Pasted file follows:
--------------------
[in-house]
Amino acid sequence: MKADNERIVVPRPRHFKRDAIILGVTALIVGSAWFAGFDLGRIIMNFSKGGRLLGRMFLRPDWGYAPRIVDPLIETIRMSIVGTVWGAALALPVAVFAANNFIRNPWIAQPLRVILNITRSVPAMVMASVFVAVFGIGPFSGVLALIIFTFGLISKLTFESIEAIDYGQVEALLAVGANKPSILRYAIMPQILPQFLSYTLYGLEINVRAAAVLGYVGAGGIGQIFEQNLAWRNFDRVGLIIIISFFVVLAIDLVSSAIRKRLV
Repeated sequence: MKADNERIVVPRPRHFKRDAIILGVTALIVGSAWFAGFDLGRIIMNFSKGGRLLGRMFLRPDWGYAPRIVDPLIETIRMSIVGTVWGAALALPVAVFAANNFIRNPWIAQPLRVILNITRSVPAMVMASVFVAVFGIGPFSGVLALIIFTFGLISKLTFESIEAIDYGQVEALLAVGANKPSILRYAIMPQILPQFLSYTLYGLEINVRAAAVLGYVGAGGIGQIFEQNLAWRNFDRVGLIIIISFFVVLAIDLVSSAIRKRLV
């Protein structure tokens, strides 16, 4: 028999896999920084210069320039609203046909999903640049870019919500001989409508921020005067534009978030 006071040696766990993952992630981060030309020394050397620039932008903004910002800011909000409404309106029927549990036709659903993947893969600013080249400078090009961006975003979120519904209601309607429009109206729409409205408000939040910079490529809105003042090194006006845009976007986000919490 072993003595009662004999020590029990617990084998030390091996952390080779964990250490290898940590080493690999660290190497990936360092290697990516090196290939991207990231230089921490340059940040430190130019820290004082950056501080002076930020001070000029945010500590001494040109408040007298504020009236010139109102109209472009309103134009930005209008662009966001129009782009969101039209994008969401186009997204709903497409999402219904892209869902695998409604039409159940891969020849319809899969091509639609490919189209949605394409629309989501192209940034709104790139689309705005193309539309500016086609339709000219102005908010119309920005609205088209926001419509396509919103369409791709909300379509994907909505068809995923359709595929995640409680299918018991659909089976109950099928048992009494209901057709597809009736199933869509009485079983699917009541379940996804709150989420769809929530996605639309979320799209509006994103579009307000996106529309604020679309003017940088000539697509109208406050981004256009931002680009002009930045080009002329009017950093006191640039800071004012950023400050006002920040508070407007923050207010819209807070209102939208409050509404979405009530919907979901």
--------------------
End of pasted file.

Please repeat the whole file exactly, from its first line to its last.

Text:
[in-house]
Amino acid sequence: MKADNERIVVPRPRHFKRDAIILGVTALIVGSAWFAGFDLGRIIMNFSKGGRLLGRMFLRPDWGYAPRIVDPLIETIRMSIVGTVWGAALALPVAVFAANNFIRNPWIAQPLRVILNITRSVPAMVMASVFVAVFGIGPFSGVLALIIFTFGLISKLTFESIEAIDYGQVEALLAVGANKPSILRYAIMPQILPQFLSYTLYGLEINVRAAAVLGYVGAGGIGQIFEQNLAWRNFDRVGLIIIISFFVVLAIDLVSSAIRKRLV
Repeated sequence: MKADNERIVVPRPRHFKRDAIILGVTALIVGSAWFAGFDLGRIIMNFSKGGRLLGRMFLRPDWGYAPRIVDPLIETIRMSIVGTVWGAALALPVAVFAANNFIRNPWIAQPLRVILNITRSVPAMVMASVFVAVFGIGPFSGVLALIIFTFGLISKLTFESIEAIDYGQVEALLAVGANKPSILRYAIMPQILPQFLSYTLYGLEINVRAAAVLGYVGAGGIGQIFEQNLAWRNFDRVGLIIIISFFVVLAIDLVSSAIRKRLV
């Protein structure tokens, strides 16, 4: 028999896999920084210069320039609203046909999903640049870019919500001989409508921020005067534009978030 006071040696766990993952992630981060030309020394050397620039932008903004910002800011909000409404309106029927549990036709659903993947893969600013080249400078090009961006975003979120519904209601309607429009109206729409409205408000939040910079490529809105003042090194006006845009976007986000919490 072993003595009662004999020590029990617990084998030390091996952390080779964990250490290898940590080493690999660290190497990936360092290697990516090196290939991207990231230089921490340059940040430190130019820290004082950056501080002076930020001070000029945010500590001494040109408040007298504020009236010139109102109209472009309103134009930005209008662009966001129009782009969101039209994008969401186009997204709903497409999402219904892209869902695998409604039409159940891969020849319809899969091509639609490919189209949605394409629309989501192209940034709104790139689309705005193309539309500016086609339709000219102005908010119309920005609205088209926001419509396509919103369409791709909300379509994907909505068809995923359709595929995640409680299918018991659909089976109950099928048992009494209901057709597809009736199933869509009485079983699917009541379940996804709150989420769809929530996605639309979320799209509006994103579009307000996106529309604020679309003017940088000539697509109208406050981004256009931002680009002009930045080009002329009017950093006191640039800071004012950023400050006002920040508070407007923050207010819209807070209102939208409050509404979405009530919907979901």